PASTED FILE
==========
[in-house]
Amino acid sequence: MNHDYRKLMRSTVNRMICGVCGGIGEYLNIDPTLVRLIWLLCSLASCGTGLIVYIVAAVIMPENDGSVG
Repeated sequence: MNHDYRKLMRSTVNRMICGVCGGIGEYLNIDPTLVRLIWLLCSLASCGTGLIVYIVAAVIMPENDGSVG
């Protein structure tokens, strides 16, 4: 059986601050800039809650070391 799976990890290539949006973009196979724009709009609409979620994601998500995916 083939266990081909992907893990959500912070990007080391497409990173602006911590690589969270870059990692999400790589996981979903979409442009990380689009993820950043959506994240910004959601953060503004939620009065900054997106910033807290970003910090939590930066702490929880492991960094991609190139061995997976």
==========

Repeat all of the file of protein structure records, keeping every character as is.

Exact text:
[in-house]
Amino acid sequence: MNHDYRKLMRSTVNRMICGVCGGIGEYLNIDPTLVRLIWLLCSLASCGTGLIVYIVAAVIMPENDGSVG
Repeated sequence: MNHDYRKLMRSTVNRMICGVCGGIGEYLNIDPTLVRLIWLLCSLASCGTGLIVYIVAAVIMPENDGSVG
């Protein structure tokens, strides 16, 4: 059986601050800039809650070391 799976990890290539949006973009196979724009709009609409979620994601998500995916 083939266990081909992907893990959500912070990007080391497409990173602006911590690589969270870059990692999400790589996981979903979409442009990380689009993820950043959506994240910004959601953060503004939620009065900054997106910033807290970003910090939590930066702490929880492991960094991609190139061995997976």